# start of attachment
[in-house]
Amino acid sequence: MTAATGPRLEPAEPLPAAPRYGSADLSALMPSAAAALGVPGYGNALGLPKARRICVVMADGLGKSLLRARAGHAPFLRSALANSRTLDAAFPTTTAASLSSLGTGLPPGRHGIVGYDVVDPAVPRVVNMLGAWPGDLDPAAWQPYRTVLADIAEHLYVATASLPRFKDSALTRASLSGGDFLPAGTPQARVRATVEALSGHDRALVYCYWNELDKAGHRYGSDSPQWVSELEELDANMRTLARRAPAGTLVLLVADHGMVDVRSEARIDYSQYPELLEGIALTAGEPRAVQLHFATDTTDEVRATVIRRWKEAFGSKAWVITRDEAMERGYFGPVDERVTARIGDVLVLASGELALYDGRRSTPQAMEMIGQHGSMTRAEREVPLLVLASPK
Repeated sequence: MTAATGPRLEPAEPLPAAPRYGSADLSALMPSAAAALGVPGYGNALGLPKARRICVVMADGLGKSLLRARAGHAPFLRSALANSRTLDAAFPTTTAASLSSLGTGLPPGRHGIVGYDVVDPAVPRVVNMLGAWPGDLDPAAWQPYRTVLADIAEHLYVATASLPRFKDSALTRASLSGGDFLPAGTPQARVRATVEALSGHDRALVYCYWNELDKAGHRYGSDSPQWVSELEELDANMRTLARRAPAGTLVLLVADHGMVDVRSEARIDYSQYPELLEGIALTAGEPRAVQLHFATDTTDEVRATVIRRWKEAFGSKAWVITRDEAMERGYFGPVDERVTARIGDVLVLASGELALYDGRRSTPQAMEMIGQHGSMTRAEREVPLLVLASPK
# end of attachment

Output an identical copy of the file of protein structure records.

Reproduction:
[in-house]
Amino acid sequence: MTAATGPRLEPAEPLPAAPRYGSADLSALMPSAAAALGVPGYGNALGLPKARRICVVMADGLGKSLLRARAGHAPFLRSALANSRTLDAAFPTTTAASLSSLGTGLPPGRHGIVGYDVVDPAVPRVVNMLGAWPGDLDPAAWQPYRTVLADIAEHLYVATASLPRFKDSALTRASLSGGDFLPAGTPQARVRATVEALSGHDRALVYCYWNELDKAGHRYGSDSPQWVSELEELDANMRTLARRAPAGTLVLLVADHGMVDVRSEARIDYSQYPELLEGIALTAGEPRAVQLHFATDTTDEVRATVIRRWKEAFGSKAWVITRDEAMERGYFGPVDERVTARIGDVLVLASGELALYDGRRSTPQAMEMIGQHGSMTRAEREVPLLVLASPK
Repeated sequence: MTAATGPRLEPAEPLPAAPRYGSADLSALMPSAAAALGVPGYGNALGLPKARRICVVMADGLGKSLLRARAGHAPFLRSALANSRTLDAAFPTTTAASLSSLGTGLPPGRHGIVGYDVVDPAVPRVVNMLGAWPGDLDPAAWQPYRTVLADIAEHLYVATASLPRFKDSALTRASLSGGDFLPAGTPQARVRATVEALSGHDRALVYCYWNELDKAGHRYGSDSPQWVSELEELDANMRTLARRAPAGTLVLLVADHGMVDVRSEARIDYSQYPELLEGIALTAGEPRAVQLHFATDTTDEVRATVIRRWKEAFGSKAWVITRDEAMERGYFGPVDERVTARIGDVLVLASGELALYDGRRSTPQAMEMIGQHGSMTRAEREVPLLVLASPK